• Mike C Jul 7, 2015
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    Those who refuse to learn from the past, are doomed to repeat the past.

  • Gen Lee Jul 7, 2015
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    they don't see it like that. It is the past that is racist not now. We have to change the past because we don't like it. Just promotes more hate like you said

  • Nikki Littmath Jul 7, 2015
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    They say history repeats itself... Look at us! All we hear about anymore is racism this and racism that. The monuments, flags, etc. are a reminder of where we've been, not where we are headed. These memorials do not promote hate. WE promote it. The media promotes it. We are causing our own civil war.

  • Gen Lee Jul 7, 2015
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    This won't change anything. Get that dream out of your head.

  • William James Jul 7, 2015
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    White Southerners, Flying the Confederate flag and having monuments to honor the dead implies we condone their ideals and values of the time. You don't see Germany flying Nazi flags and building monuments under the false justification its to honor the soldiers who died fighting for Germany because they understand that ideology was about racism and oppression just like the Confederacy who openly treated all other races as inferior. We can feed the lie that Confederate imagery is about our states heritage or we can admit that its always been racist! Just like the Washington Redskins allowing fans to paint themselves in red face, with chicken feather headdresses and waving tomahawks is racist. The Confederate Flag represents the south, pretend or give the illusion of Equal treatment while keeping or hindering minorities at every corner! Why else do Historically black and Indian college grads earn 1/3 less?

  • Mark Neill Jul 7, 2015
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    No. A war was fought by the United States, and a number of other separate entities that declared themselves, in writing, no longer part of the United States, and formed a loose Confederacy to reinforce each other.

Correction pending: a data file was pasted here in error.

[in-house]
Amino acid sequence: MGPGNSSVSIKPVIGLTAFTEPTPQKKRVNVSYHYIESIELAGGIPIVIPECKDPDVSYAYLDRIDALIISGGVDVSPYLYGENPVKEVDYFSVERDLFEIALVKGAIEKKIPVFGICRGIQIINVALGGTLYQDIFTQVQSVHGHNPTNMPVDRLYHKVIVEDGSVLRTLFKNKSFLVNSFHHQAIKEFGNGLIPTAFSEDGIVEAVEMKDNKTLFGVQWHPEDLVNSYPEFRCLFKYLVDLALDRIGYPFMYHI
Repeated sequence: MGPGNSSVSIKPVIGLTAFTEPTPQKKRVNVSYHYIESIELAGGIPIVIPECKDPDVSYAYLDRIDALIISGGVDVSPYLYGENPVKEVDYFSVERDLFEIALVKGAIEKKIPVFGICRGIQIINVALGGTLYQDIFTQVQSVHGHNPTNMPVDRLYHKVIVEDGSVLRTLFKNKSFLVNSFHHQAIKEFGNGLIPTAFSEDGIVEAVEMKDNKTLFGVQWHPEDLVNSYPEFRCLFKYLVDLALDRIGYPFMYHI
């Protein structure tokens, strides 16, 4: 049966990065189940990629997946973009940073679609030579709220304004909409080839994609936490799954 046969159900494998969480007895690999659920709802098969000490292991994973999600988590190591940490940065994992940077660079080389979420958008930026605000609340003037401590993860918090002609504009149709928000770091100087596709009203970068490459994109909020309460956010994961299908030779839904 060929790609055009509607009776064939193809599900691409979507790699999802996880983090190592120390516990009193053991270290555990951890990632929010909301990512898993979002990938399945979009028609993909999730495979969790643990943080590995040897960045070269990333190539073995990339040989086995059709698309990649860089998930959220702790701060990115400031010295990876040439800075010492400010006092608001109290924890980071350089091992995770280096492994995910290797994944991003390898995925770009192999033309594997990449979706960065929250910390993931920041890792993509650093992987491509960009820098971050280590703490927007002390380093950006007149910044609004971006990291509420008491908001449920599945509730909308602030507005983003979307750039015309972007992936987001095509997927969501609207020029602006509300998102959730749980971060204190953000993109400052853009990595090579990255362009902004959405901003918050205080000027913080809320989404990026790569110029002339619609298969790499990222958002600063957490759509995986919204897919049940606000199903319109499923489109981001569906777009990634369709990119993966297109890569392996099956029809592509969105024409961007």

The various Articles of Secession are very clear that the states that were seceding were no longer part of the United States, and that they chose to become so over their right to own and keep slaves.

  • John Banks Jul 7, 2015
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    Take down all the Confederate monuments. Take down all the black monuments. Change ALL road names that have MLK references. Do away with the BET network. Do away with the Telemundo network. Do away with the Ms. Black America. Make it illegal to be a part of the KKK, the Black Panthers and the NAACP. Maybe THESE changes will end the racial divide in this country. RIGHT???? Get real people. Don't throw stones at glass houses until you look inside your OWN home first.

  • Mark Neill Jul 7, 2015
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    No, they aren't. Soldiers fighting for the south were fighting from states that seceded from the Union. The articles of confederacy that most of the states wrote plainly state that they were withdrawing from the United States. From SC's articles of secession:

    "...Since that time, these encroachments have continued to increase, and further forbearance ceases to be a virtue.

    And now the State of South Carolina having resumed her separate and equal place among nations, deems it due to herself, to the remaining United States of America, and to the nations of the world, that she should declare the immediate causes which have led to this act..".

    They weren't "defending" their state. They were waging war against the federal government over slavery.